XVI. FRACTURES AND DISLOCATIONS
The people surveyed did not usually differentiate between the different bones, muscles or joints that make up the human body as they do not distinguish them as anatomic units. Consequently, they do not usually have names for them.
Generic terms such as carne [flesh] in Spanish or haragiak in Basque (Bermeo-B) to describe human muscle. In Bermeo, they use this term in contrast to okelea, meat, which is used to refer to animal meat for human consumption.
In that same town of Bizkaia, some popular terms were only found when referring to bones. Hazurrak is the term used for them. The bone marrow is called hazurreko una; the skull, kalaberea or karabelea; and the spine, lepoko bizkerra, bizkarreko hazurra, bizkazurra, errosarioa and espiñazoa.
Fractures, usually traumatic in origin, have been treated by healthcare staff of late. Even so, folk remedies were reported to set the bones and people often resorted to skilled healers in that regard.
The majority of the remedies refer to the splinting of the broken bone. Yet some treatments prior to that operation were described and, in some cases, they seem to be the only ones, in other words, the injury was not then splinted.
Bonesetters who, as the name indicates, set broken bones and cure dislocations and were common figures in the majority of the areas studied. Each population or each district had its own from whom the injured from the surrounding area would seek help. Some of them were so famous that the patients travelled considerable distances. It should also be noted that healers belonged to families carrying on the tradition and some of them gained experience by setting the animal bones before moving on to people.
Sprains, zaintiratuak, and dislocations, bihurdurak
Popular parlance does not make a clear difference between sprains, strains or twists, on the one hand, and luxation or dislocation, on the other hand. In fact, several of those terms have entered in popular speech of late as people have heard them used by healthcare workers and in the media.
Remedies for twists
In Agurain (A), a decoction made out of walnut leaves is prepared to treat twists and contusions. After boiling the leaves in the water, the injured part of the body is put in this liquid, which should be as hot as possible, and kept them for approximately a quarter of an hour.
In Goizueta (N), heat had to be applied on the injured area in the case of twists, biurritzea. Cornflour was heated in a pan until it was golden and it was then placed in a bag that was placed on the twisted limb. Meanwhile another bag was prepared to replace the first one when it got cold.
Zantiratua is a popular practice made up of three components; an empirical one consisting of rubbing oil with their fingers in the injured area; another magical one which involved symbolising the union of the strain by means of stitching a cloth, and a third religious one that refers to the prayers said during the treatment and the signs of the crosses made over the injury.
It is mainly applied to wrist and ankle sprains; and sometimes to stiff necks. It seems to be a practice in Bizkaia to judge from the places where it was reported. Some of the centres of this custom were precisely the towns of Gernika, Ajangiz, Maruri, Gerrikaiz and Bedia. This practice is called zantiretua / zantiritua in Abadiano, Bermeo, Busturia, Durango, Gorozika (B) and zanatena in Lemoiz (B).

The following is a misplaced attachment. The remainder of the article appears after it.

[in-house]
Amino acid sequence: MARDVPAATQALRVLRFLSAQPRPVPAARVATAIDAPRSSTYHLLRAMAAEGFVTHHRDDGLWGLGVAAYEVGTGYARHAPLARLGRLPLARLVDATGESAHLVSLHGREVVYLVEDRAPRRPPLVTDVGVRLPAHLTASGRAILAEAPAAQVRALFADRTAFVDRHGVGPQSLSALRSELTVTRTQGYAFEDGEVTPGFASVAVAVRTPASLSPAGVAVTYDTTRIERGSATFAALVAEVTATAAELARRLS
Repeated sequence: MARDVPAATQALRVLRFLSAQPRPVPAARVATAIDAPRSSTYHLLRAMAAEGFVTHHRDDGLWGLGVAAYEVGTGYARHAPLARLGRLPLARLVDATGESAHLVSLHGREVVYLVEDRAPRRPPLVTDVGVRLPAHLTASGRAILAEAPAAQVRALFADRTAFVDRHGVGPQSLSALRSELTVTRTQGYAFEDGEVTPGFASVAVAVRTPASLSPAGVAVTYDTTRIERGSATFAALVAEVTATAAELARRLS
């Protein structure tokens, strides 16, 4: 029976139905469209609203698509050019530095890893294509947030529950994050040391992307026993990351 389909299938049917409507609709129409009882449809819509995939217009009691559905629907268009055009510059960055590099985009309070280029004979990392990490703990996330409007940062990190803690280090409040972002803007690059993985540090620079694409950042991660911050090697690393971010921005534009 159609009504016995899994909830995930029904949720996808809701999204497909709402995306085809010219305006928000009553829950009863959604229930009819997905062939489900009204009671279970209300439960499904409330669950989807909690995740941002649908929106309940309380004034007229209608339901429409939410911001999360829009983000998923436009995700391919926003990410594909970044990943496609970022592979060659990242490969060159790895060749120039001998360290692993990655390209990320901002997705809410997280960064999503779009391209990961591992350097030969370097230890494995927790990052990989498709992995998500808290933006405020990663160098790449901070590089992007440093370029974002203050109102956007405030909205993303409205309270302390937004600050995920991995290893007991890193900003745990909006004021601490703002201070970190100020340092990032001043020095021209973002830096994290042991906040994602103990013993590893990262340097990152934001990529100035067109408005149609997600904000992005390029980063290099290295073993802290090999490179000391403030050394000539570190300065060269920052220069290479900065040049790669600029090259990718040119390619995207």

The word zain in Basque has the meaning of nerve, vein or root and has literally come to mean stretching of the nerve or the vein, an idea that is reflected by some of the treatments, as the phrases and acts that were performed before the patient reflected that concept regarding the pathology of the injury.
Other references were made in that regard, such as the fact that it was carried out by women. In the different communities where it was reported, they also referred to the use of a plant called zanbedarra (literally tendon herb). In reality, it is at least two species belonging to the Plantago genus, which is characterised for having lanceolate leaves on the back of which the nervures can be clearly seen and which run parallel to the base of the apex. Both its name and its curative application may come from that similarity between its nerves and the veins and tendons in human limbs.
According to Barriola, if a person experienced muscular pain due to violent exercise or any other reasons, the healer would diagnose a strain, zaintiratua, or the tearing of the tendon insertions, zanetena. It would seem logical to think that tear could be repaired with a few stitches to join the separate parts. Given that this operation was impossible to perform directly on the tendon or muscle, thanks to sympathetic magic, the stitches just had to be made on any fabric placed on the injury Thus, the zaintiratua was cured by making stitches with a needle and a piece of unknotted thread, which would go backward and forwards through a piece of canvas, but better a sock, and not only for a leg or foot, but even for a stiff neck, while the healer said:
- Zain tiratu zain urratu
- zaña bere tokian sartu.
- (Tendon stretched/ tendon torn/ the tendon enters in its place).
The operation would end with an Our Father, Hail Mary or the Creed being said, depending on the place, and covering the limb with the same cloth, after rubbing, or with lovage leaves, zainbedarra, soaked in oil. In the case of a stiff neck, the needle going through the canvas managed to undo the knot that had formed, rather than “sewing” the strain.
- Jose Miguel de BARANDIARAN. Mitología vasca. Madrid: 1960, p. 44.
- Angel GOIKOETXEA. Capítulos de la medicina popular vasca. Salamanca: 1983, p. 104.
- Ignacio Mª BARRIOLA. La medicina popular en el País Vasco. San Sebastián: 1952, pp. 85-86